Three years ago, before the dot-com boom went bust, when terrorism was something that only happened in far away places, and computer technicians were searching for new ways to spend some of the $750 billion US they "earned" preparing systems for the Y2K problem, tourism looked like a pretty healthy industry.
It doesnt look quite so promising at the moment.
From 9/11 to bankrupt airlines to the SARS outbreak, the tourism industry like many others has faced some substantial obstacles in recent months. Despite these global uncertainties, the provincial government has challenged the B.C. tourism industry to double in size by 2010. Tourism in British Columbia generated $9.3 billion in economic activity in 2002, making it B.C.s third largest industry.
Whether the industry can be at $18 billion in seven years remains to be seen, but the province has announced several tourism initiatives recently to get the world thinking about vacations in B.C.
Last week Rick Thorpe, the Minister of Competition, Science and Enterprise, was in Toronto for a meeting of federal, provincial and territorial tourism ministers and the Canadian Tourism Commission. Next week the CTC will launch a $5.4 million marketing plan that will, in British Columbias case, add funding for marketing to Seattle and San Francisco.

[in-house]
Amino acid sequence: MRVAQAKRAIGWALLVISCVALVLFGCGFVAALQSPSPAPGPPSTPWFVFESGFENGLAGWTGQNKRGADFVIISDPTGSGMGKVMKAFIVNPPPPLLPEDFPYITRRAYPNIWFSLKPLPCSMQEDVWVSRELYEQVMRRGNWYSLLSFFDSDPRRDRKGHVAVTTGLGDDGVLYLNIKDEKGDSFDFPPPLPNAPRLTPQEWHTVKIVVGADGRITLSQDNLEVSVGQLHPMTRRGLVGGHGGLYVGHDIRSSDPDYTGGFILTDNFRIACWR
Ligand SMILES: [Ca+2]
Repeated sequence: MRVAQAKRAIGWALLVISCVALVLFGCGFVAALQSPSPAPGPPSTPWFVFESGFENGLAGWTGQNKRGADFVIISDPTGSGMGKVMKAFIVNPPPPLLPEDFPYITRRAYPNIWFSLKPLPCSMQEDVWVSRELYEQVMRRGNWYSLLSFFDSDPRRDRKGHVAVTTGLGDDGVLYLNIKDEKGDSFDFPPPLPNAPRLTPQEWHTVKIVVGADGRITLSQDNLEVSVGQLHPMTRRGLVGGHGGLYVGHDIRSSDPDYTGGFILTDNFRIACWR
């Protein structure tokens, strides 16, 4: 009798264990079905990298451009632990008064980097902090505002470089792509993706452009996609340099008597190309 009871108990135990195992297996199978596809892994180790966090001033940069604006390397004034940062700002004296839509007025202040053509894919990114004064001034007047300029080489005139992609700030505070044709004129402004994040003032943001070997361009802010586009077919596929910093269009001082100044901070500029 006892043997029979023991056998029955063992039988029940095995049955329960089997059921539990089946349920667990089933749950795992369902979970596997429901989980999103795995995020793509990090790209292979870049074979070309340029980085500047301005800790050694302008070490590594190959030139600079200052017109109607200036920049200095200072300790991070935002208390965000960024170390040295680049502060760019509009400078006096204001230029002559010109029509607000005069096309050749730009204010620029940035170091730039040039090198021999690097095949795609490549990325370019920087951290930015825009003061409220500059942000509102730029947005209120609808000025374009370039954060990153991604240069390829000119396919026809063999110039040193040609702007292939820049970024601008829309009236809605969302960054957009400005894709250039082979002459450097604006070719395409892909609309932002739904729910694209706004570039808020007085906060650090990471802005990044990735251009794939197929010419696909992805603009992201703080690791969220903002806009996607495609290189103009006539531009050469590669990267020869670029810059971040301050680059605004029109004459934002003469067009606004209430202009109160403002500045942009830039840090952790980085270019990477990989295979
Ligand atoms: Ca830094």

The tourism ministers will meet again this weekend in Vancouver to discuss plans for boosting marketing to the Asia-Pacific region. New federal money may be available for the effort.
Earlier this year the province allocated $500,000 for regional tourism associations around the province and the Aboriginal Tourism Association of B.C. Last month Victoria provided another $750,000 to Tourism B.C., bringing the provincial governments support to $1.25 million to help the industry respond to global challenges.
Those figures dont sound like much for a $9.3 billion industry and they arent. But Tourism B.C. is not a ministry, its a crown corporation, and has been since 1997. The corporation is funded through a percentage of the provincial hotel tax revenue, which means the more hotel rooms sold the more revenue the corporation has for marketing. Tourism B.C. spent $24.2 million on marketing activities last year.
But marketing dollars are only one aspect of boosting tourism. Thorpe and people in the airline and tourism industry are trying to convince the federal government to make travel less expensive, like doing away with the $14 airline security fee imposed after 9/11. The fee has been a bone of contention to the industry since it was introduced. With the U.S. government suspending its airline security fee in an effort to boost tourism over the summer, industry officials are hoping the Canadian government will do the same.